Monday, November 30, 2009

Steelers Recap - Week 12

Truth be told, I actually picked the Rats to win last night. I know, I’m not proud of it, but I haven’t liked the way the Steelers have been playing the last few weeks and I knew the Ratties would be coming full force in a futile attempt to reverse what happened to them last year.

As if.

Anyway, I made this pick on Tuesday, long before it was known that Ben would not play. So I can’t say I’m surprised at the outcome, what with their JV QB Dennis Dixon in there. I’m actually surprised that it was this close.

The Mojo Boogie
Upon consulting the Mojo Charts, we won at Denver on a national TV game while I was wearing the Heath Miller throwback ensemble. Also, I figured the boy QB would need the Big Guy’s help with some short throws over the middle, so I decided to rock the 8-3 last night.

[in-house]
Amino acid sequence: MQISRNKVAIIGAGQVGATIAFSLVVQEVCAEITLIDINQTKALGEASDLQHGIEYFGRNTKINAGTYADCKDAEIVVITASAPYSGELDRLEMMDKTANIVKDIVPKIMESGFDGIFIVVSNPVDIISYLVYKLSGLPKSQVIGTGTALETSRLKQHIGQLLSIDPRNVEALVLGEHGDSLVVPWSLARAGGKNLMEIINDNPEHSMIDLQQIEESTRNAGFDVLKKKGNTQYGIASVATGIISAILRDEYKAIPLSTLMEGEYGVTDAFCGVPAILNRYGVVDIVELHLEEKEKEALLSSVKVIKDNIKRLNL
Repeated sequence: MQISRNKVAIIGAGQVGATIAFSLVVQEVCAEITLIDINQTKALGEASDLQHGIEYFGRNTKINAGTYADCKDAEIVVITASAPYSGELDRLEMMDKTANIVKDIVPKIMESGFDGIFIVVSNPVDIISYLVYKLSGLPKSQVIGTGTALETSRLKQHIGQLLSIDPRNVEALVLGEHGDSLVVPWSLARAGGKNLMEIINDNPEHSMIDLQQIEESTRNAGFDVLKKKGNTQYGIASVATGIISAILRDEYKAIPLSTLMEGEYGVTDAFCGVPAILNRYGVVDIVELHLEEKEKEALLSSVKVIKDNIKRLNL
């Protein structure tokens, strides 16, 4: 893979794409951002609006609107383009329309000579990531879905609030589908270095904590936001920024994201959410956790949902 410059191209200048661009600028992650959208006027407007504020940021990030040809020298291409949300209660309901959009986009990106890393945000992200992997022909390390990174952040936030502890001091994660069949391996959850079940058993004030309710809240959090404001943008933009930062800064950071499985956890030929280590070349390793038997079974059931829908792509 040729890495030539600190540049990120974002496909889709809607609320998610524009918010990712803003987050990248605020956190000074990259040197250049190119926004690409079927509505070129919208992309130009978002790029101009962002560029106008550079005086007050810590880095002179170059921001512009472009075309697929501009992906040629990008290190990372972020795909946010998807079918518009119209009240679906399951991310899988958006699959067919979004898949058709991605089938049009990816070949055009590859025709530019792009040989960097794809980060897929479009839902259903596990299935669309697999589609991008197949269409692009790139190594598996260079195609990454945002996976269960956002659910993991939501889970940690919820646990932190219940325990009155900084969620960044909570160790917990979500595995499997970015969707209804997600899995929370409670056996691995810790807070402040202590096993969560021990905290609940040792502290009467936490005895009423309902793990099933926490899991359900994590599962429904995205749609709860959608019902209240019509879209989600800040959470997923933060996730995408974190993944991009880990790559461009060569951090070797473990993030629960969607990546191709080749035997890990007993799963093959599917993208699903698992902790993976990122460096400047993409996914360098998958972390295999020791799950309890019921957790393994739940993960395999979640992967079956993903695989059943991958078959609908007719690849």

Sadly, it didn’t help. Was Heath even in there? Oh yeah, that was him staying in to block all night. The shirt must have done some good… there were no sacks given up by Heath or the Steelers O-line. I’m going to have to try something completely different for next week versus the Raiders. Now on to the game notes:

* The kid did well, all things considering. He took no sacks, which I think was due not so much getting stellar protection, but to Dixon getting rid of the ball on time. Each drop back was like, step – step – step – Gone! He was on target for most of the first half but regressed badly in the second, like he just realized that those were the real, live Ravens over there. More that from QB inexperience, the Ravens benefited from the Steelers playbook being cut by about 75%. For the most part, all they had to do was defend the run, the passes in the flat and short over the middle. I really would have liked to see some more rollouts or bootlegs… anything that would get Dixon moving in space. You saw what happened the one time he got to run… a big TD. Sadly, another long run was negated by a holding penalty. Which brings us to…